Life on Earth first came out of the oceans, but the water itself may have originated from extraterrestrial space rocks. A new study points to a turbulent period when the solar system's giant planets hurled chunks of icy rubble in Earth's direction.
This goes against the more favored scientific theory that Earth's oceans and atmosphere formed from elements within the planet interior, around 4.5 billion years ago. The Nature study argues that the primordial temperatures never dropped enough to condense both volatile elements and water alike, and that the waters of our blue planet must have arrived during a later period of planet building, about one hundred million years after Earth was formed.
Francis Albarede of the Laboratoire des Sciences de la Terre in Lyon, France proposed that the ice-rich rocks helped soften Earth's mantle with water, and perhaps even kick-started plate tectonic movements. But Mars eventually dried out before the water reached deep down into the planetary mantle, and the other inner solar system planets also remain dry today.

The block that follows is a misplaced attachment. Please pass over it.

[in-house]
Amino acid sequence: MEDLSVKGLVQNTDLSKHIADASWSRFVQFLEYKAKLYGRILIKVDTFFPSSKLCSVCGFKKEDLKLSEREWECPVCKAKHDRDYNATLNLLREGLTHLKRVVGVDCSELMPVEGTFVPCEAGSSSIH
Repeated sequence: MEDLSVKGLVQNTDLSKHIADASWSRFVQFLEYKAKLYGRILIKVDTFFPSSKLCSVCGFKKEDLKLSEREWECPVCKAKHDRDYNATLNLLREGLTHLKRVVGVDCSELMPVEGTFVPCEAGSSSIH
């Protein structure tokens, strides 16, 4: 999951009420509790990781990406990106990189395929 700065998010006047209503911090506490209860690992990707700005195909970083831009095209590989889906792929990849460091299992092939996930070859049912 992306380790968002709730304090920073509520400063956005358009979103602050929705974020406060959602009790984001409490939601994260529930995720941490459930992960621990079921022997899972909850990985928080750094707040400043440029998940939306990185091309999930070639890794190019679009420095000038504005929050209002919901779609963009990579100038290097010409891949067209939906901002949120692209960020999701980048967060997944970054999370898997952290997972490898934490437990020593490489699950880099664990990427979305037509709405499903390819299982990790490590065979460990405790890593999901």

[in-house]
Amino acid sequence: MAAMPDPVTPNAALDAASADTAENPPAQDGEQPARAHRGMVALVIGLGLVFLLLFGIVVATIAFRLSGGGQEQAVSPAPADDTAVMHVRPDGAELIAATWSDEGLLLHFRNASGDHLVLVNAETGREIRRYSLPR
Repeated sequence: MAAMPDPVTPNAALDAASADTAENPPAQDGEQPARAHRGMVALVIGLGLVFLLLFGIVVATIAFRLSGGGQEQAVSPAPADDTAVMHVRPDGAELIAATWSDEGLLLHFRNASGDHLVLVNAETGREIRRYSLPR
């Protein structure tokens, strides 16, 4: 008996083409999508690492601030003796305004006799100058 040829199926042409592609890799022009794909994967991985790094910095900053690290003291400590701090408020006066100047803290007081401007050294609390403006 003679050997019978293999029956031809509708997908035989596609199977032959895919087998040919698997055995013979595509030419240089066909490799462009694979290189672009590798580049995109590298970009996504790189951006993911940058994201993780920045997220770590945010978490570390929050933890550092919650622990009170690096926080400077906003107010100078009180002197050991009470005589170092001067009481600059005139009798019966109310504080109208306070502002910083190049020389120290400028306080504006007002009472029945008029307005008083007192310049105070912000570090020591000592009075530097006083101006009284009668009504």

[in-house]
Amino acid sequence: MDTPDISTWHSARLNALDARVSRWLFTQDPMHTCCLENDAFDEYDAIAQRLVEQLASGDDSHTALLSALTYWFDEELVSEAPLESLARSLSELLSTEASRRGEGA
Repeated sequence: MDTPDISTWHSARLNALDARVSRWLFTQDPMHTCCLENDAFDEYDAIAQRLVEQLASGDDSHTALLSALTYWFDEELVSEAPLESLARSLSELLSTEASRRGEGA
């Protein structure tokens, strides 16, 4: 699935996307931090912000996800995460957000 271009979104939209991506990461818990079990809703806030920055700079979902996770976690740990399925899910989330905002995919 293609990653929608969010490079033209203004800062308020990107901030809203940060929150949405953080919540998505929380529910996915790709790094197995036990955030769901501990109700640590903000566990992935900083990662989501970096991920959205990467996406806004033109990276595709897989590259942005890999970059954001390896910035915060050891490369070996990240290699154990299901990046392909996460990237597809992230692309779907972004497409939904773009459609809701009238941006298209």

There might be implications for the moon's source of water as well, although scientists remain divided over whether lunar water originated from Earth or accumulated from similar extraterrestrial sources.
It's an interesting theory that draws some evidence from the state of Earth's mantle today, because the mantle rocks have water concentrations of just 200th of a percent. But researchers lacking time travel devices won't be able to confirm exactly what happened anytime soon -- they'll have to continue slowly building better solar system models based on physics and whatever preserved evidence they find in ancient rocks.
For now, Earthlings can enjoy the thought of drinking, bathing and swimming in alien waters alongside their robot friends.
[via Science Daily]
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